There seems to be, amongst some of my friends, some animosity between them. For some, it seems to stem from high school, and for others, from more recent transgressions, and, to be honest, I've never really understood any of it. I never had enemies in high school, or rifts in friendships. I pretty much got along with everyone I hung out with, and if I didn't get along with someone, well, I wasn't dumb enough to hang out with them.
Sometimes, though, rifts occur, for whatever reasons, which usually causes what we like to call Drama within the group. Friends are torn between both injured parties, feeling like the wishbone at Thanksgiving, uncertain of what to do or who to comfort, and mainly just wanting everything to go back to the way things used to be. This can happen, of course, depending on the cause of the Drama, but sometimes it's an irreparable schism, forever making future gatherings awkward.
For example, if Person 1 is having a party, and Person 2 and Person 3 hate each other, for the harmony of the party, one or the other simply cannot be invited. Who doesn't get to come? How does one decide? Plus, with a group of friends, it's impossible to keep the party secret from whomever you decide not to invite, so someone's gonna have hurt feelings. It's all just a big mess.
And my thinking has always been, For cryin' out loud, life's too short for some shit that happened however many years ago to continue to be an issue. Can't we all just get along? And then I break into a little song and dance number.
But I digress.
Another example or two: Person 1 (but a different Person 1 than the one mentioned before) practically ostricizes themselves from the group. The reason? People don't call him (or her) to hang out. But, has Person 1 ever called anyone in the group? Has Person 1 made any real effort to stay in contact with the group? No, so Person 1 doesn't really have a reason to bitch, do they?
Or party invites don't always come from the person throwing the party, but sometimes second- or third-hand, which is how it's always been done within the group, because, really, who cares? A party's a party and it's always been known that everyone's invited (except Person 2 or Person 3, because, you know, they don't get along). But without a personal, handwritten, formal invitation, Person 1 feels slighted now.
And to that I say, Whatever. Get over it. These people have been your friends for years and you cut them off, not the other way around.
My reason for bringing all this up is, well...for some reason, lately, I've been thinking about a friend of mine's upcoming wedding. It's next year. The end of May. A full seven months away, and I'm sitting here worrying about it. Why? Because my former roommate will be there.
It has been eight months since I came home from California. In that time, I've realized I have depression, nearly had a nervous breakdown, and returned to school, pretty much in that order.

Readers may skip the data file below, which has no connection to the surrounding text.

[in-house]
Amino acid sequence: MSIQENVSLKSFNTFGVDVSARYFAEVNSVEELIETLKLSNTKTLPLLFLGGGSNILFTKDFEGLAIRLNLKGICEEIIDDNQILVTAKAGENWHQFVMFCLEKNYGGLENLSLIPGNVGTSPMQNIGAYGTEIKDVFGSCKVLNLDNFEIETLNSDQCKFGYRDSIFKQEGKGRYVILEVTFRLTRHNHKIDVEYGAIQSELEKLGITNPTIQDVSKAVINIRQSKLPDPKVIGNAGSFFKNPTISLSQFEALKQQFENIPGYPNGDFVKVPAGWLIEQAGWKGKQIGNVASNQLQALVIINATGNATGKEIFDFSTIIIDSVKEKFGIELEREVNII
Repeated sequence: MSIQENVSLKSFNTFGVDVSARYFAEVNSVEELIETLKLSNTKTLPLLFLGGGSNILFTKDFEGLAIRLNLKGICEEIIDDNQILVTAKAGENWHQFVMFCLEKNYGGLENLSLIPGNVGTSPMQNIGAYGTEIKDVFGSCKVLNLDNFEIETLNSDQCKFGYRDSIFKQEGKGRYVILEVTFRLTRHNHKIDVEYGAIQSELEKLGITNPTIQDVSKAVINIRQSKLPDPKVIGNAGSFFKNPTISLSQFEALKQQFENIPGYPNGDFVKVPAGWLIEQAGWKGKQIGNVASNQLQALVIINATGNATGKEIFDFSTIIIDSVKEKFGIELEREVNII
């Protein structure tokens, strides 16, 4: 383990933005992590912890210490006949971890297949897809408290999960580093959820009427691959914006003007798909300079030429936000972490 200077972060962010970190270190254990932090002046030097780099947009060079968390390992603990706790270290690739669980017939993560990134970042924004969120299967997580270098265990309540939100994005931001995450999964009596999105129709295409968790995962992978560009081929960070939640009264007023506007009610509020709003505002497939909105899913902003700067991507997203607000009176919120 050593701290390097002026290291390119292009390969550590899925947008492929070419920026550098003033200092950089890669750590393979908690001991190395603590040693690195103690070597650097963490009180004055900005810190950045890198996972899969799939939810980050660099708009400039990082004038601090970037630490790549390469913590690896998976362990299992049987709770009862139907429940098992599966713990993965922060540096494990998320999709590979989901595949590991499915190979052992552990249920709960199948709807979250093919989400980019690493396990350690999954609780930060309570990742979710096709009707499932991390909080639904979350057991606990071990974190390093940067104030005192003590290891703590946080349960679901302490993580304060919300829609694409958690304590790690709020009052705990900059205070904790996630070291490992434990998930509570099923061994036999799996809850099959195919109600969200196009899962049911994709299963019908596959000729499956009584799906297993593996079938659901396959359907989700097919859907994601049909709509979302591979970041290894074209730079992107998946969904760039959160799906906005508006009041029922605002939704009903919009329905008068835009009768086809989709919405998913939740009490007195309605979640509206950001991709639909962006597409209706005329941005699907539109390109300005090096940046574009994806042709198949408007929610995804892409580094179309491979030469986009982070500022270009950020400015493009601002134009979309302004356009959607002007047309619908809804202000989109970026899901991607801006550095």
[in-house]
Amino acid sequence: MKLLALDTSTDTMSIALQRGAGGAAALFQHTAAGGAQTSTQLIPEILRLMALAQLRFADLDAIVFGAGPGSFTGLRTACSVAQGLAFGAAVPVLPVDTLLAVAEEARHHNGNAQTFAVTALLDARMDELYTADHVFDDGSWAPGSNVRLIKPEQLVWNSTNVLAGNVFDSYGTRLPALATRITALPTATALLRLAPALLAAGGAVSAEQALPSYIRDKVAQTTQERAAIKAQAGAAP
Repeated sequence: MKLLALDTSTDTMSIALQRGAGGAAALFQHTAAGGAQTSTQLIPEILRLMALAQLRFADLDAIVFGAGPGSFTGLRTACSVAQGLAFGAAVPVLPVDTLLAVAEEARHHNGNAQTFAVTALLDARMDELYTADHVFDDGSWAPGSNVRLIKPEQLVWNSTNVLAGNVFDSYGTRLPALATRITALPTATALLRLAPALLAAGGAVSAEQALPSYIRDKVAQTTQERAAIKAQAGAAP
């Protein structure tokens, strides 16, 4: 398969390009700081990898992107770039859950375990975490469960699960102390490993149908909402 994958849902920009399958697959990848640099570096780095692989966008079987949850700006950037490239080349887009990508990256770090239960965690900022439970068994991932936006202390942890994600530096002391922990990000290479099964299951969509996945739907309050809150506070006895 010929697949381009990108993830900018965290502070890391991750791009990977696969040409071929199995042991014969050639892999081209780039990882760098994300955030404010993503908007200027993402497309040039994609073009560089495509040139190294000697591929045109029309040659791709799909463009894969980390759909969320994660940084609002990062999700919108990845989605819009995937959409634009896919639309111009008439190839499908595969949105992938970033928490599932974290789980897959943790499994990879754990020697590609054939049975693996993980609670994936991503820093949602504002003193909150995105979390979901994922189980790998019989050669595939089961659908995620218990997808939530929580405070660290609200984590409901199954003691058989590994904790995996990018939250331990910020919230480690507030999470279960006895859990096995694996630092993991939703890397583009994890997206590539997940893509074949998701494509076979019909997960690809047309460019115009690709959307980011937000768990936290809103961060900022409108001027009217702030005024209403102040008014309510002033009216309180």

Oh, and I organized my comic book collection, too.
I have not uttered a single, solitary word to my former roommate since she thanked me for, and I quote, "screwing her over like every other guy in her life." I was surprised by how much that phrase crystalized our relationship for me, in my mind. I was trying to explain how I couldn't live out there anymore, couldn't afford it, physically or financially, that I was, basically, depressed and miserable and without a reason for existing, there or anywhere.
And what do I hear? That I'm "screwing her over." Because, you see, it was all about her. All she heard, all she cared about was how it was going to affect her, which made me feel that I was out there for the sole purpose of paying half the rent. No more, no less. I wasn't going to be missed. Just my money. (Or, to be more accurate, my parents' money, which is an entirely different, guilt-ridden post.)
And that's not reason enough to stay anywhere.
(We'll nevermind the whole being purposefully misled about trying to finally make a relationship work part.)
In essence, I felt used. Played. Conned. Whatever euphamism you wanna use. And I honestly didn't feel that anything more needed to be said. I am at peace with my life for the first time in I don't know how long. Elementary school, maybe?
I have always said that there are (at least) three sides to every story: He Said..., She Said..., and The Truth. I'm certainly not above this, and I fully realize that my former roommate remembers an entirely different version of events, which is no more or less true than my own.
When I returned to Omaha and spoke to my friends (our friends, my former roommate's and mine) of my reasons for leaving California, I like to think I did so in a not-slanderous manner. I didn't stoop to name-calling or anything like that. What I said was absolute truth (from, of course, my point-of-view).
This post has gotten rather long. My point started out being, I think, that I have no idea how I'd react to seeing my former roommate at our friend's wedding next year. Or sometime sooner than that. Like, say, around Thanksgiving.
It's probably safe to say that I'm still slightly pissed about how I feel I was used. Justified or not, who knows? Can't help the way I feel, can I? But, lately, I've been wondering if I at least owe it to her to talk about all this. After all, I can't really preach to my friends that they need to "let bygones be bygones," and, "can't we all just get along?" while I continue to hold a grudge, can I?
Then again, it's not like this is some little, petty high school Drama. I mean, moving across the country under (in my opinion) false pretenses isn't exactly minor, y'know?
I don't know.
I don't know if I want to get over this, to let it go, to have it be that "something we'll look back on and laugh about."
I don't know if I'm ready to get over this, as childish and immature as that may seem.
I don't know if I want to talk to her again.
I don't know if I want to care again.
I don't know if I can...